Maria subverts the idea of male dominance as well. In This Moment's album Blood portrays dominance as a fluid concept, and gives control to Brink in her songs. Though the lyrics explore sexual themes, they do so in a way that leaves the control in Brink's hands.
The song "Sex Metal Barbie," was formed out of sh*t-talking haters' words. It's apparent enough in the title alone that she is, again, turning something negative into something positive.
And speaking of "Sex Metal Barbie," the band recently hosted a contest that allowed fans to explore their own creativity through the nuances of Brink's messages. The contests instructions were simple: create a fan-made music video lip-syncing the song "Sex Metal Barbie." The winner of the contest won a signed guitar, among other prizes, but this was also an example of how Brink does not separate herself from her fans, but rather, she engages with them. The hashtag #BecomeTheShow encourages fans to dress up as Brink's current or past personas, to essentially be a part of the performance and not only witness it. Brink takes hundreds of pictures with costumed fans at meet-and-greets, and even gives a prize to the best-dressed fan at the end of the show, the Whore Hat. This is a play off the dunce hat, worn with large, capitalized letters spelling out "WHORE" on it. Brink dons a kind of school-girl uniform and sits on a stool with a ruler and the whore hat when she performs the song.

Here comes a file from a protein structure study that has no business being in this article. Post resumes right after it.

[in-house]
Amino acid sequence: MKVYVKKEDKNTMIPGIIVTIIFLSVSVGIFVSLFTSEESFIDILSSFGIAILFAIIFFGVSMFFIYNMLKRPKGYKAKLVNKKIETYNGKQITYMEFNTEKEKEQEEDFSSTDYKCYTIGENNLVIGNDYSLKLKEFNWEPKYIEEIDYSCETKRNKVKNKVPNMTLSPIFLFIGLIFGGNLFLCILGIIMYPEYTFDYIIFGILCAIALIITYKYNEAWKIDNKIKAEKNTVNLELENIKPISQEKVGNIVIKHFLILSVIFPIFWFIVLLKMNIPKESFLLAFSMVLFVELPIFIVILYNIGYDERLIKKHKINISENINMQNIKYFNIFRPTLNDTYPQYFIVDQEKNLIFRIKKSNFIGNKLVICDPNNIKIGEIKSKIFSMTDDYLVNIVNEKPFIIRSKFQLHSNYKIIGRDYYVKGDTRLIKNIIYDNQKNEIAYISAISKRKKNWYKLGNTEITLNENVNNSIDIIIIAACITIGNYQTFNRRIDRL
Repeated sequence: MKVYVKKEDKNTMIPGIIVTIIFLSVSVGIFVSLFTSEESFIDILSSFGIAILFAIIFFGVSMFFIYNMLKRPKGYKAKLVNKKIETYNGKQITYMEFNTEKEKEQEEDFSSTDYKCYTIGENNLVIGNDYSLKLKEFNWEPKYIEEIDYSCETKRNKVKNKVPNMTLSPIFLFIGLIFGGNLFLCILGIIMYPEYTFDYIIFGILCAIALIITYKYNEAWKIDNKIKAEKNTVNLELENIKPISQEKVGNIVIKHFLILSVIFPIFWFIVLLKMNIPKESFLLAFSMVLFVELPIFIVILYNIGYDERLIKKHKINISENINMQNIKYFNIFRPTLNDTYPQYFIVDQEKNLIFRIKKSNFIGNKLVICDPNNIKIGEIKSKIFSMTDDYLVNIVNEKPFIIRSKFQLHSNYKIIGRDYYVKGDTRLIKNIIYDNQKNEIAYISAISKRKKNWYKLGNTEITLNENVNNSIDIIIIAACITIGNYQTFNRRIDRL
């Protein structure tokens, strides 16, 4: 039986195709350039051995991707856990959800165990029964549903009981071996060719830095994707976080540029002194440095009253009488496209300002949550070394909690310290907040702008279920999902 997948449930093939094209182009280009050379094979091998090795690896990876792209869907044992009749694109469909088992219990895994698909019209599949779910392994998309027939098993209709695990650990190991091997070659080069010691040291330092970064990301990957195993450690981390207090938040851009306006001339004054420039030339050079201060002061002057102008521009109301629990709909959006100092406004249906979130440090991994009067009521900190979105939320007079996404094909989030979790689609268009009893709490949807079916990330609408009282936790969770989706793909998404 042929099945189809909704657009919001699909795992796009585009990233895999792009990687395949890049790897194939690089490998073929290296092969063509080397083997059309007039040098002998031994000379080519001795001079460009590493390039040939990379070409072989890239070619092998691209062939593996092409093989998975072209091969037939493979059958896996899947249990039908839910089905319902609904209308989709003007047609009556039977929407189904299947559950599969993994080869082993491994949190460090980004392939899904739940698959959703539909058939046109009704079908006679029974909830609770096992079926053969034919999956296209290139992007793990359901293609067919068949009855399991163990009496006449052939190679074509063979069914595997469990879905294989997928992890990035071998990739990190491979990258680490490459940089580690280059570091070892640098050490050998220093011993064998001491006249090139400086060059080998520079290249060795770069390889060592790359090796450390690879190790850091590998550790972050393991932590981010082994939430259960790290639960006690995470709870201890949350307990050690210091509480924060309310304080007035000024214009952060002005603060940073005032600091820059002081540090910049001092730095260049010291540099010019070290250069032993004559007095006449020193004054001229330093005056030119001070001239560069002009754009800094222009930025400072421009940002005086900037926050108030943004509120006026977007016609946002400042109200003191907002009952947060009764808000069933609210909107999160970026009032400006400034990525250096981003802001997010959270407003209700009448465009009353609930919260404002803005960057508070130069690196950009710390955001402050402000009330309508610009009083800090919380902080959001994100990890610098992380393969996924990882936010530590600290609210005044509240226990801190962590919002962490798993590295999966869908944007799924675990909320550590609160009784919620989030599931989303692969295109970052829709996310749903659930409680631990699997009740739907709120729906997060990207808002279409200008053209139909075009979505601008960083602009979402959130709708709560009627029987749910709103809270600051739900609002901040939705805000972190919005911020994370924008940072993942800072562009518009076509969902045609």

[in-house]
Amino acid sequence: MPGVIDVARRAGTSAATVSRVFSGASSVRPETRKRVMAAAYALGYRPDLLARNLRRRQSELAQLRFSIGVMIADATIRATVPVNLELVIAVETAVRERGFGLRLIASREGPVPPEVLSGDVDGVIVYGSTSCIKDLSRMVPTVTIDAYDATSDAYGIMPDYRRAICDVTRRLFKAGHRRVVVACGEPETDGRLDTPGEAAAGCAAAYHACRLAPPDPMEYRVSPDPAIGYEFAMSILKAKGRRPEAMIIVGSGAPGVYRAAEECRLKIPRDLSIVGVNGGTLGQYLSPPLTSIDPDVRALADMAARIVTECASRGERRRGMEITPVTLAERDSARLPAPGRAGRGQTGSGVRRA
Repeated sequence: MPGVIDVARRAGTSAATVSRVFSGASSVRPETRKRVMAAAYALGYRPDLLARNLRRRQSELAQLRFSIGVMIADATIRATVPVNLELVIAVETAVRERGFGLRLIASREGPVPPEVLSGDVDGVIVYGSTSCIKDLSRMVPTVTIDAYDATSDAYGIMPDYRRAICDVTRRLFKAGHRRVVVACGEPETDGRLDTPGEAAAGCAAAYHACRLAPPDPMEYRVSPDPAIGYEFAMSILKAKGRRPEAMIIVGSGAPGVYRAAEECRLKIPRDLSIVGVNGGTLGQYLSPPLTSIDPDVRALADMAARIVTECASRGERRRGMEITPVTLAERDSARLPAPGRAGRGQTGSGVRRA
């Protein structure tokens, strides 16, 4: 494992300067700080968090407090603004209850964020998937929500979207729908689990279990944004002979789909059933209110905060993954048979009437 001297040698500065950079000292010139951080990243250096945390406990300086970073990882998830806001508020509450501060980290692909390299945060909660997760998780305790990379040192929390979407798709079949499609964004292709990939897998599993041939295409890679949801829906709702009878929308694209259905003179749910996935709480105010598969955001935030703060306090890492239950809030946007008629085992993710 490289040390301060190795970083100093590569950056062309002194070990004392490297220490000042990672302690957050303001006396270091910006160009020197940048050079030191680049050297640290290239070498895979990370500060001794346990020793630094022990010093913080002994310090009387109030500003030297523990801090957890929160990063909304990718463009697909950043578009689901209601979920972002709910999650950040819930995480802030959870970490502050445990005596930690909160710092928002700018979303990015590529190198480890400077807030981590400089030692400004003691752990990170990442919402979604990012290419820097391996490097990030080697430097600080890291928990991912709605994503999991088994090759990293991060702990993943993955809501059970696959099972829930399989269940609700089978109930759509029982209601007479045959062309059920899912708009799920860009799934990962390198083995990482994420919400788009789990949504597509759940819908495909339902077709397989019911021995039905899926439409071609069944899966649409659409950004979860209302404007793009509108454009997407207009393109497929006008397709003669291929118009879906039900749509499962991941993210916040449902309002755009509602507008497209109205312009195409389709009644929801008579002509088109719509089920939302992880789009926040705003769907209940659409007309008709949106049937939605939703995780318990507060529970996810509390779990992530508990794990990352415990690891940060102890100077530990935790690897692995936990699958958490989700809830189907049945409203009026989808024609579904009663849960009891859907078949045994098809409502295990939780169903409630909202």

I had the fortune of seeing In This Moment live in May in Niagara Falls, New York. They certainly lived up to their expectations, and I hope to see them again in the future. Brink knows well how to command a stage and an audience, and I can distinctly recall her asking the men in the room to scream, then followed the request by having "all the girls and goddesses" do the same. For women and girls especially, this insists upon the idea that we are more than any sort of patriarchal definition, and we can break free of those societal restraints.
Brink has not only achieved her dreams in the face of resistance, doubt, abuse, and mental illness, but she has made her work purely her own, and allows fans of it to indulge in it as well. She has confronted stereotypes and subverted gender roles as well. Brink is a force to be reckoned with; she means business.
Oh, and for those of you who are thinking her fans are only women and girls, think again.
If you're interested in Maria Brink, check out this article: http://www.inkedmag.com/articles/maria-brink/